I would agree with that, because even you were just describing it now. I’m like, Wait, did I just blacked out? Where am I? What’s going on? I mean, I was totally paying attention, I swear. No, but it is it’s very, it’s very technical, and it can be overwhelming. And so I think that we still want to sort it out a bit more before we try to re explain it to people. So you know, we’re focusing on the things that are knowable right now. And that’s within Google Analytics, three, making sure that you are setting up UTM tracking codes correctly. Now, if you don’t have a spreadsheet, if you don’t have one set up, you can go to the free UTM builder as well. So Google provides one of those, they give you the same examples that they give on their support page. And you can start to build it through that free UTM builder, I believe Chris is going to pull it up now. And it will give you the opportunity to also use a shortcode. So you put in your website URL, you put in your campaign source, it doesn’t have to be a paid campaign, it can be organic. So they give you the examples. The one thing to note is they use lowercase for everything. If Google’s giving you an example, follow their example and do it the way that they’re doing it. And so you have up to those five categories. So source medium, campaign name, term and content, source and medium are the two things that were really strict about. The other things are really sort of up to you. And then you can either copy the URL as is. You know, we talked a little bit about those URL shorteners, or you can use Google’s shortener, you can use Bitly you can use to support it now. I’m sorry to say that again.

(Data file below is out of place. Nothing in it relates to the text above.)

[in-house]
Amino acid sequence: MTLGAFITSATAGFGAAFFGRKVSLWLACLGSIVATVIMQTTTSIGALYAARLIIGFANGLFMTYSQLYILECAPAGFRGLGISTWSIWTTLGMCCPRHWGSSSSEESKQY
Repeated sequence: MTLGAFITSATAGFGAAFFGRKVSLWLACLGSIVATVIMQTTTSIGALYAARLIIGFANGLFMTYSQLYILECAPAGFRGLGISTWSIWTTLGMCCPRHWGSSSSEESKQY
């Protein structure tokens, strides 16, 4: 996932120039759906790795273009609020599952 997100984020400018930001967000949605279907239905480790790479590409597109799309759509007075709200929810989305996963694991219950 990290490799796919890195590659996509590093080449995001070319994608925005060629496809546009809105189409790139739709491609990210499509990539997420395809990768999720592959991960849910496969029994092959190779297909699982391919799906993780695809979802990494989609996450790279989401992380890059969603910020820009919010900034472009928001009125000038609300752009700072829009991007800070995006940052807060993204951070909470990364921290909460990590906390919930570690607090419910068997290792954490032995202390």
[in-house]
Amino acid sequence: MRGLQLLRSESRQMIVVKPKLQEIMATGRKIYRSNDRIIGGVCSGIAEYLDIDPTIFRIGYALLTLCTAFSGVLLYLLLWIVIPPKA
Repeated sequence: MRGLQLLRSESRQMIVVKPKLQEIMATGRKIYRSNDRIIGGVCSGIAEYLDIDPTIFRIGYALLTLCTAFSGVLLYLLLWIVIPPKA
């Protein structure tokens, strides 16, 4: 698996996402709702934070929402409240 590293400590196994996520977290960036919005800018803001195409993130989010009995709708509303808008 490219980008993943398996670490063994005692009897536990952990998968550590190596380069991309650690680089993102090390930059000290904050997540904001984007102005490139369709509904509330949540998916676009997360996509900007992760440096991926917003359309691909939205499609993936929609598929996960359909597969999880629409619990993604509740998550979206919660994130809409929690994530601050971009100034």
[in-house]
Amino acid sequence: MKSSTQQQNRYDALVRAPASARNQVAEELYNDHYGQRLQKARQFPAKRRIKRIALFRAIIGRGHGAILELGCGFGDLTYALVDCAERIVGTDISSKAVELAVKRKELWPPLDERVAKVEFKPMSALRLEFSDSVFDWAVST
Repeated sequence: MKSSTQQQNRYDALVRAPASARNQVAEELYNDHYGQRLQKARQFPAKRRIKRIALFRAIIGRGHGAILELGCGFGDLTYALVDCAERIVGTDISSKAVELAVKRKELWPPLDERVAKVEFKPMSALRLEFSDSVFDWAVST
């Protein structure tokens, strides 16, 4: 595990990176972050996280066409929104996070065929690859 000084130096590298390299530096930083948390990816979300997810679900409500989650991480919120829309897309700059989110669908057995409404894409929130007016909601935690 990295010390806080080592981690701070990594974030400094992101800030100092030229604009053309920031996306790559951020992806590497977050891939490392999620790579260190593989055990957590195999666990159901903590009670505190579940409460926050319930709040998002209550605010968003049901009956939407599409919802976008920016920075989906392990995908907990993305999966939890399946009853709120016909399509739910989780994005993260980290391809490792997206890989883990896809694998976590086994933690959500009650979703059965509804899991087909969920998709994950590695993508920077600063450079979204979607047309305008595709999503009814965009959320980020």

Christopher Penn 38:59 is the only one supported Now Google has end of life to their URL shortener.

Katie Robbert 39:03
Okay. Um, oh, it says authorization required. Okay. Um, you know, you can build your own URL shortener, there’s a lot of different options, we do recommend shortening the link because again, it preserves those UTM tracking codes and doesn’t give other services like Facebook to strip out the UTM tracking codes. So you can build your you can build them one by one, it’s not the most efficient, we do recommend going the more automated spreadsheet route. You know, and if you have other ways of doing it, if it’s built into your systems, like your social sharing system, I know that you know, you have like buffer and Agorapulse and Sprout Social a lot of those systems have that kind of thing built in. A lot of the email marketing tools have some level of UTM tracking built in. So definitely check those settings. We actually just talking with one of partners about that so there’s a lot of different ways to ensure that you get that tracking set up correctly

Christopher Penn 40:08